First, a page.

October 25, 2014

Koh Tells How to Make Children Excited About Church

Linda Mei Lin Koh is on a drive to train Adventist
pastors how to preach child-friendly sermons.

Koh, director of the Children’s Ministries department for
the Adventist world church, said the secret to a child-friendly sermon is to
engage children in the message.

She said it might take a little extra work to make a sermon
accessible to children, but the end result is children who are excited about
God and the church.

“Pastors are not trained specifically to preach
child-friendly sermons, and most of us are used to just preaching to adults,”
she said in an interview. “So a few skills, like being aware and involving
children in thinking about what you are preaching, can go far.”

Koh, whose department is training pastors, said four simple ways
that a pastor could engage young listeners would be to:

  • Assign Bible verses to children in advance and call
    on them by name to read the passages from their seats with their parents.
  • Raise simple Bible questions from the pulpit
    — such as “What happened to Daniel in the lions’ den?” — and ask the children
    to raise their hands with answers.
  • Begin the sermon by identifying a Bible verse as important
    and asking the children to count how many times it is mentioned in the sermon.
  • Prepare a one-page sermon outline with
    fill-in-the-blank spaces that the children mark with a pen as they listen. The
    pastor might pause when he reaches an answer in the sermon and announce, “OK,
    this is the answer.”

“This way the kids are all participating in the sermon,” Koh
said. “But preaching a child-friendly sermon is a skill that we have to learn.”

Koh, who spoke in an interview in her office shortly after
returning from a children’s conference in Indonesia, is compiling a practical guide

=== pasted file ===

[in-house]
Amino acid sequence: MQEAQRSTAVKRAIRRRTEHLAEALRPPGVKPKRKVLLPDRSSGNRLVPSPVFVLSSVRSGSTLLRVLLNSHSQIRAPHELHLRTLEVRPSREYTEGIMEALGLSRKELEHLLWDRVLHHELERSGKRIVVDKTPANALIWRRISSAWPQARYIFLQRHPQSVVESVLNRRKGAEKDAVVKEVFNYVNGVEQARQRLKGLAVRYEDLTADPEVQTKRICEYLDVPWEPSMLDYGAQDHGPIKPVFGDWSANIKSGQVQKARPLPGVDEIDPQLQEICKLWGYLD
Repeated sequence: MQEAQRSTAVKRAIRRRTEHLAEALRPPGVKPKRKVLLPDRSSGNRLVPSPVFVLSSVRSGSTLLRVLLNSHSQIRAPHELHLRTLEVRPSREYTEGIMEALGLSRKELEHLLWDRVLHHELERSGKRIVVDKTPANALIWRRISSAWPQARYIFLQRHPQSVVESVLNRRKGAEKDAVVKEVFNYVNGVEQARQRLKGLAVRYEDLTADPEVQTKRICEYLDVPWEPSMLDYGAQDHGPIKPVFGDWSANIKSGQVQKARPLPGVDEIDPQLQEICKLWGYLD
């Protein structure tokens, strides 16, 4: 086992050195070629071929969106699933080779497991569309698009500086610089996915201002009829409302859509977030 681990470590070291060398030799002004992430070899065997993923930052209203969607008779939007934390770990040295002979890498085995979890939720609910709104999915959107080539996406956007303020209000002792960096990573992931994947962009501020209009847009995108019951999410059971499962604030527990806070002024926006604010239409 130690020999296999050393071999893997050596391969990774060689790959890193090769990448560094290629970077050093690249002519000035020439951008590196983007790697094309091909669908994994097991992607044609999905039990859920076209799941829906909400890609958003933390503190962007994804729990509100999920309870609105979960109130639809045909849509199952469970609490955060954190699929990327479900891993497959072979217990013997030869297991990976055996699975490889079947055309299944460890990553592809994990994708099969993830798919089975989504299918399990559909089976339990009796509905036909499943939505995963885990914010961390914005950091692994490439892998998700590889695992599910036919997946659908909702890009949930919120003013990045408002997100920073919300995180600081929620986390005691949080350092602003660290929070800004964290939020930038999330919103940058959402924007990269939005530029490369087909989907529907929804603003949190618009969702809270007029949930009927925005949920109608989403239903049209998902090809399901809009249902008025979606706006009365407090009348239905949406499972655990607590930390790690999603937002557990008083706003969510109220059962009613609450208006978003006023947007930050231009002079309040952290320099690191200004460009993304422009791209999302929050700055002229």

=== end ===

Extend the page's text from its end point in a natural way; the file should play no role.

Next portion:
on how to preach child-friendly sermons. A Singaporean native and grandmother
of five, Koh has served as Children’s Ministries director for 19 years and might
be best known to Adventist readers for writing a series of children’s devotionals
in the Adventist Review’s print and
online Week of Prayer editions this fall.

Koh said preschoolers are usually too young to be engaged in
the sermon, but they should be included in the church service with a children’s
story that serves as their own mini-sermon.

Elementary school children and teens, however, are considered
old enough to put aside their toys and reading materials to listen to the
sermon—and to get involved in many other parts of the church’s life, including
song service, special music, Scripture reading, offering
collection, and church-organized community service projects.

“It’s a lifestyle and not so much, ‘You’re old enough to do
it when you reach a certain age,’” Koh said.

Children who engage in the sermon and other church
activities from a young age grow up to become compassionate adults with
missionary-minded hearts, she said.

“Tomorrow’s missionaries, tomorrow’s leaders, begin with
today’s children,” she said.

Contact news editor Andrew McChesney at [email protected]. Twitter:@ARMcChesney

Related link

"Serving Like Jesus," children's readings for the Fall 2014 Week of Prayer by Linda Mei Lin Koh